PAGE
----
In something that seems like gag from a Big Bang Theory spec script that never got made, it appears that the Texas Supreme Court has taken a page from the Vulcan Academy of Jurisprudence.
Techdirt and the Science Fiction & Fantasy Writers Association report that the Texas Supreme Court opinion Robinson v. Crown Cork and Seal refers to the dictum put forward by Mr. Spock in Star Trek II: The Wrath of Khan that "the needs of the many outweigh the needs of the few."
Appropriately weighty principles guide our course. First, we recognize that police power draws from the credo that "the needs of the many outweigh the needs of the few." Second, while this maxim rings utilitarian and Dickensian (not to mention Vulcan 21), it is cabined by something contrarian and Texan: distrust of intrusive government and a belief that police power is justified only by urgency, not expediency.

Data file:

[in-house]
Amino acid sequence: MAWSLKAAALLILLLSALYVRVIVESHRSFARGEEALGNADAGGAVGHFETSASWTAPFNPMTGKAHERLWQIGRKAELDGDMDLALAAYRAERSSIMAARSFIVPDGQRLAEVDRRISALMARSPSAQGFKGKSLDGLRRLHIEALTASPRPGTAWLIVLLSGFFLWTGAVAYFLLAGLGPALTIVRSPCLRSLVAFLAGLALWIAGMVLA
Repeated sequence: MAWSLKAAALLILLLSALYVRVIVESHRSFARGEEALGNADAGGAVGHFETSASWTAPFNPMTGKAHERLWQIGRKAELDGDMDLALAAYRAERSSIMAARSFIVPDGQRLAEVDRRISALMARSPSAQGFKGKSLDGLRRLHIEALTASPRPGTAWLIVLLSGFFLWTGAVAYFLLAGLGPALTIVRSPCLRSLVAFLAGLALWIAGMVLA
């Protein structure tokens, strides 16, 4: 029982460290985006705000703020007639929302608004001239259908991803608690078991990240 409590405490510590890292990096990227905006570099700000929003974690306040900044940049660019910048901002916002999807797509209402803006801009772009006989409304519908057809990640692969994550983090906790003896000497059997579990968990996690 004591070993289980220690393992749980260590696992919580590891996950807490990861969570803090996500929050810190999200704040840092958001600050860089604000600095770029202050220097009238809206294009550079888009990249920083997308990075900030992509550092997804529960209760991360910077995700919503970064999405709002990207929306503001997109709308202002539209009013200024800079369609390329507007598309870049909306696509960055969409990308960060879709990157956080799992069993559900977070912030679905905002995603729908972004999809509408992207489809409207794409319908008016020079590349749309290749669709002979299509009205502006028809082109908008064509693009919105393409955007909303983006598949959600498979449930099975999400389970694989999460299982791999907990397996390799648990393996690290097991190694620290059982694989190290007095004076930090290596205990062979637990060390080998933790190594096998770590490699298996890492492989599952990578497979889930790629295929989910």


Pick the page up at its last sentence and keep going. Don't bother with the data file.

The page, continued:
Not content to contextualize Vulcan wisdom through Dickens and "contrarian" Texan identity, the opinion goes on to quote in footnote number 21:
See STAR TREK II: THE WRATH OF KHAN (Paramount Pictures 1982). The film references several works of classic literature, none more prominently than A Tale of Two Cities. Spock gives Admiral Kirk an antique copy as a birthday present, and the film itself is bookended with the book's opening and closing passages. Most memorable, of course, is Spock's famous line from his moment of sacrifice: "Don't grieve, Admiral. It is logical. The needs of the many outweigh..." to which Kirk replies, "the needs of the few."
It's hard to imagine what urgency could be brought up through a case involving cork and sealants, as opposed to dilithium crystals and the Genesis Device ... but it's nice to know that Vulcan logic can have some influence here on Earth.